These muffins are great for after school snacks or even for after dinner desserts.  I'm very fond of crystallized ginger and to add tiny morsels of those on top of the muffins is a brilliant idea.

Chocolate-Glazed Ginger-Pumpkin Muffins

Makes 16 muffins

2 cups all-purpose flour
2/3 cup packed brown sugar
1/3 cup granulated sugar
2 teaspoons baking powder
1 teaspoon ground cinnamon
1/2 teaspoon ground ginger
1/4 teaspoon salt
3/4 cup canned pumpkin
1/2 cup unsalted butter, melted
1/2 cup buttermilk
2 eggs
Chocolate Glaze--recipe below
1 to 2 tablespoons finely chopped crystallized ginger

Preheat oven to 400 degrees F.  Line sixteen muffin cups with paper bake cups; set aside.  In a medium bowl combine flour, brown sugar, granulated sugar, baking powder, cinnamon, ground ginger, and salt.  Make a well in the center of the flour mixture; set aside.

In a small bowl stir together the pumpkin, melted butter, buttermilk, and eggs.  Add egg mixture all at once to flour mixture.  Stir until just moistened (batter should be lumpy).  Spoon batter evenly into prepared muffin cups.

Bake for 18 to 20 minutes or until a wooden toothpick inserted in the centers comes out clean.  Remove muffins from muffin cups; cool completely on a wire rack.

Dip the tops of the muffins into the Chocolate Glaze, allowing excess glaze to drip off.  Place dipped muffins upright on the wire rack.  Sprinkle tops of muffins with chopped crystallized ginger.  Let stand about 30 minutes or until glaze sets.

Chocolate Glaze
In a medium saucepan heat 1/2 cup whipping cream, 1/2 teaspoon vanilla, and, if desired, 1 tablespoon orange-flavor liqueur over medium-high heat just until boiling.  Remove from heat.  Add 6 ounces chopped bittersweet or semisweet chocolate.  Do not stir.  Let stand for 5 minutes; stir until smooth.

To store:  Place muffins in a single layer in an airtight container.  Cover and store in the refrigerator for up to 3 days.

Source:  adapted from Better Homes and Gardens Baking

Saturday, September 10, 2016

Plum Torte

Every year, around the end of August, I will get a basketful of Italian prune plum from a dear friend.  This year would be the last time I get the tree-ripened plums because she won't have access to the tree anymore.  A little sad, yes, because these plums are the best. I love their firm texture and sweet flavor.  I'm saving the rest of the plums that didn't make to the cake in the freezer.

This plum cake is very simple to make but it tastes superb.  The plums turned soft when baked but retained its shaped well.  I don't eat dried prune at all unless it's in a cake but the fresh ones, I will hoard them.  When I bite into a slice, I'm hit with tender crumb surrounding the plums; but the best part was the edges.  They're perfectly crunchy!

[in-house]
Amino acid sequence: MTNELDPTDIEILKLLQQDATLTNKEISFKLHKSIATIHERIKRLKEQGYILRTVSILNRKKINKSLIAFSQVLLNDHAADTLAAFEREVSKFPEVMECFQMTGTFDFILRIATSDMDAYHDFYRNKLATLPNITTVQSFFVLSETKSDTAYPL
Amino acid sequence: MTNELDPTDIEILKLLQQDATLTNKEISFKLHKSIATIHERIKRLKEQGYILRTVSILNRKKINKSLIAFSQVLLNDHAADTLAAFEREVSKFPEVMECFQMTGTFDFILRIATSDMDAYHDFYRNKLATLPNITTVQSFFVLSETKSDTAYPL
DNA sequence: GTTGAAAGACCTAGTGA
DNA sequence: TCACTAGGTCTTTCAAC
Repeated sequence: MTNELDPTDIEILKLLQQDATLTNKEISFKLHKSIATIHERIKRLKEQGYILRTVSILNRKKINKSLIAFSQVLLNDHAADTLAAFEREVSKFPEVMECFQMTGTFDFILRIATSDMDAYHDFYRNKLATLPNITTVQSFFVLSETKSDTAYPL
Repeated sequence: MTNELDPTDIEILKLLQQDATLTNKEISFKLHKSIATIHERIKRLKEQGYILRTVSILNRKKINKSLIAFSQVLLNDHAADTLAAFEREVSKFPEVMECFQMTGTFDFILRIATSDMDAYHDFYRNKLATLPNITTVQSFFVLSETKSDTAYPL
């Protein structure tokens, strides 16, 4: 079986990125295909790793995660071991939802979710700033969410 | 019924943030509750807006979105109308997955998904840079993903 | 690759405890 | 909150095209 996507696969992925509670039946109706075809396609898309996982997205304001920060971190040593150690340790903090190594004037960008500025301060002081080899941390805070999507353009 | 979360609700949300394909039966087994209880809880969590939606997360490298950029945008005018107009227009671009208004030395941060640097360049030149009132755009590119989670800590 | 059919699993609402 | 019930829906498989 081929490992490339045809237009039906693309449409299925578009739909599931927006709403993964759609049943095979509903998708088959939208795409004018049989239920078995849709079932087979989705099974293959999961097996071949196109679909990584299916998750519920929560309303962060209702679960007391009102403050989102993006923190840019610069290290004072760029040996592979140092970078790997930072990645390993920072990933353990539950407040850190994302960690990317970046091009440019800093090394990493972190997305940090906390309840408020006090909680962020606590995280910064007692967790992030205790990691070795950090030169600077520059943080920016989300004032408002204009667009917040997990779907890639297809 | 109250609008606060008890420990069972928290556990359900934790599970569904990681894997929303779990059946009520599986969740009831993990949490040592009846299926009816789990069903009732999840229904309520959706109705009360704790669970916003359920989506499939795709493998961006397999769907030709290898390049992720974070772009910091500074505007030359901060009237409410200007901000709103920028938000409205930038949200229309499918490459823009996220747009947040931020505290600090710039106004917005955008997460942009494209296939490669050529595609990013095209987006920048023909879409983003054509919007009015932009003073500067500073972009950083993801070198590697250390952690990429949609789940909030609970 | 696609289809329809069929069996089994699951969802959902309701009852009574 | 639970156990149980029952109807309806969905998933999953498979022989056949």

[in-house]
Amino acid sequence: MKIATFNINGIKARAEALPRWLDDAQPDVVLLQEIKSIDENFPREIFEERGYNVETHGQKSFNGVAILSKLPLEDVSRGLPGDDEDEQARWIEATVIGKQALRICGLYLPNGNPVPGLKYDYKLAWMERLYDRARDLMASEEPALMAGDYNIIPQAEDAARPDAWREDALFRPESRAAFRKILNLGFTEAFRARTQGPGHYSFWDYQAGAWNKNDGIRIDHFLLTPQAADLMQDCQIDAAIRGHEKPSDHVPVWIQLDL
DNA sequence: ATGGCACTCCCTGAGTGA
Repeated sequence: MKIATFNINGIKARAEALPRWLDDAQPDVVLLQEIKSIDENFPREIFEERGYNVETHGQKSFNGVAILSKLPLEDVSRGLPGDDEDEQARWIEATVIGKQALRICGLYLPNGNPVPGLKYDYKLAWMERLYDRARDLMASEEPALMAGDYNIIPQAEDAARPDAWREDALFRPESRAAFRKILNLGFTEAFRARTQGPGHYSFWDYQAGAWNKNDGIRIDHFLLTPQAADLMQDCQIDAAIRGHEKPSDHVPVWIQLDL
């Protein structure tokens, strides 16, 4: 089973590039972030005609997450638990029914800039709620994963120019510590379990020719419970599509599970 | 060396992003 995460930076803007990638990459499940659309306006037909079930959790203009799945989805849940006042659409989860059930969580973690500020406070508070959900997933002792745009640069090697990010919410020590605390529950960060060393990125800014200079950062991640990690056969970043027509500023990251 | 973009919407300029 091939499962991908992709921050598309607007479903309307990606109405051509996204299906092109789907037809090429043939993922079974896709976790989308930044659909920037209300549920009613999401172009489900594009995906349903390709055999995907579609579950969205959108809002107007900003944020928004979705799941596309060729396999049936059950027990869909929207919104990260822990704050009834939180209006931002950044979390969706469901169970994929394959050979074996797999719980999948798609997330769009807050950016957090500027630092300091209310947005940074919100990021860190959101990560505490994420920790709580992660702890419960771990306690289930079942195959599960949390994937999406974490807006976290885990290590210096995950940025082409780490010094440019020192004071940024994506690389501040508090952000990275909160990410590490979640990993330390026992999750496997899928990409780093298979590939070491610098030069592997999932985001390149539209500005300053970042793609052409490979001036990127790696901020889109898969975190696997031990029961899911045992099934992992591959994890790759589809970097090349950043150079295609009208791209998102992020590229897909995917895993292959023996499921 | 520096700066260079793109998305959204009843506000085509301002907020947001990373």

I baked this in an 9-inch pan so it was on a thinner side but it didn't affect its appearance.  I enjoy baking a cake like this when it's uncomplicated, can be done in a few hours--just in time of after dinner dessert, and tasty to boot.  This cake has become one of my favorite recipes to bake again and again.

Plum Torte

Serves 8

1 cup all-purpose flour, sifted
1 teaspoon baking powder
Pinch of salt
3/4 cup sugar
1/2 cup unsalted butter, at room temperature
2 large eggs
1/2 teaspoon almond extract, optional
10 to 12 Italian prune plums, pitted and halved lengthwise
Turbinado sugar and ground cinnamon for sprinkling

Heat the oven to 350 degrees F.  Whisk together the flour, baking powder and salt in a small bowl and set aside.

In the bowl of a standing mixer or handheld beaters, cream the sugar and butter until very light and fluffy.  Scrape down the sides of the bowl with a spatula.

Add the dry ingredients and the eggs all at once and the almond extract, if using, and beat until combined, scraping down the bowl once or twice.

Spread the batter into an 8 or 9-inch spring form pan.  Arrange the plum halves, skin side up, on top of the batter in concentric circles.  Sprinkle the batter and fruit lightly with turbinado sugar and cinnamon.

Bake the torte for 40 to 50 minutes, until a toothpick inserted into the middle of the cake comes out clean.  Cool the cake in its pan on a rack for 10 minutes, and then release the spring and let it finish cooling just on the base.  Once it's cool, serve as soon as possible.  Or, you can double-wrap the torte in foil, put it in a sealed plastic bag and freeze (for up to one year).

Note:  to serve a torte that has been frozen, defrost it completely and then reheat it for 5 to 10 minutes in a 300 degrees F oven.

Source:  adapted from Food52